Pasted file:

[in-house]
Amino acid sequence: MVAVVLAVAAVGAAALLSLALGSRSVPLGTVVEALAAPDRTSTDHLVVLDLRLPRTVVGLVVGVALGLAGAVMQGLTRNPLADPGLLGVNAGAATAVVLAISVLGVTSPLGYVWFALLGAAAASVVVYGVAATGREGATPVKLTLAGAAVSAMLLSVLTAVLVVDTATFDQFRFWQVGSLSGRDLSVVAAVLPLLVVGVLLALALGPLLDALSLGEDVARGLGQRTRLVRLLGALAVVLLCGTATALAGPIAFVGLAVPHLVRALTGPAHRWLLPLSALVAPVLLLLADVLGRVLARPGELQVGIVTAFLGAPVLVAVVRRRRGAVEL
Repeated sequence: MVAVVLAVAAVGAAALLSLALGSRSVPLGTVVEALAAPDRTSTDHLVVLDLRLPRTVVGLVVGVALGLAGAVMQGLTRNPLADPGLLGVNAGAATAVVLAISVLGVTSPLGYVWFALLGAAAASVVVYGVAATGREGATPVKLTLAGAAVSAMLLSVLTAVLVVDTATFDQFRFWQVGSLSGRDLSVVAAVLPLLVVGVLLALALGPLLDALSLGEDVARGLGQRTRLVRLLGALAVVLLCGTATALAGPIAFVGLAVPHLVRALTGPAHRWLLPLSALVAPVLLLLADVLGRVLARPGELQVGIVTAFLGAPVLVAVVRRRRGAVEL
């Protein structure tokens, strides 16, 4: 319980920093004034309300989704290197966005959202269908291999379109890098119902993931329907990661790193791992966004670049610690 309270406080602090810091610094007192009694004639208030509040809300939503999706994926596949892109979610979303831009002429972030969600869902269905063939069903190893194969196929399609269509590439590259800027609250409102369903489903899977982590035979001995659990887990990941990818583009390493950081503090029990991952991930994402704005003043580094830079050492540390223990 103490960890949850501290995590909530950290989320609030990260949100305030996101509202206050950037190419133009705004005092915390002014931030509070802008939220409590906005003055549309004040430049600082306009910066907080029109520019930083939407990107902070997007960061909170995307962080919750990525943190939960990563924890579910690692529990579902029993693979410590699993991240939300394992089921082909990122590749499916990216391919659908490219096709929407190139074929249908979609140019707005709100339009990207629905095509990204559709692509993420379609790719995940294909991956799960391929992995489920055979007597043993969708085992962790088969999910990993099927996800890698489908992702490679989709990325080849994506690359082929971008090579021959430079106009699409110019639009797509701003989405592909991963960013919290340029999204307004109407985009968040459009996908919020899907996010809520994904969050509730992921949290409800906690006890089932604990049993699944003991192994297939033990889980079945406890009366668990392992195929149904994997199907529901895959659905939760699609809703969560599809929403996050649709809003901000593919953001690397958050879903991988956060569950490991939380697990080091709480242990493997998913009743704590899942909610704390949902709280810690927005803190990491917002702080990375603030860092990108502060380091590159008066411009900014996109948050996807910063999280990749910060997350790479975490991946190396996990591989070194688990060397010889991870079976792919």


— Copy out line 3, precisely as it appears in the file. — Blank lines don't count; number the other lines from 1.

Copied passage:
Repeated sequence: MVAVVLAVAAVGAAALLSLALGSRSVPLGTVVEALAAPDRTSTDHLVVLDLRLPRTVVGLVVGVALGLAGAVMQGLTRNPLADPGLLGVNAGAATAVVLAISVLGVTSPLGYVWFALLGAAAASVVVYGVAATGREGATPVKLTLAGAAVSAMLLSVLTAVLVVDTATFDQFRFWQVGSLSGRDLSVVAAVLPLLVVGVLLALALGPLLDALSLGEDVARGLGQRTRLVRLLGALAVVLLCGTATALAGPIAFVGLAVPHLVRALTGPAHRWLLPLSALVAPVLLLLADVLGRVLARPGELQVGIVTAFLGAPVLVAVVRRRRGAVEL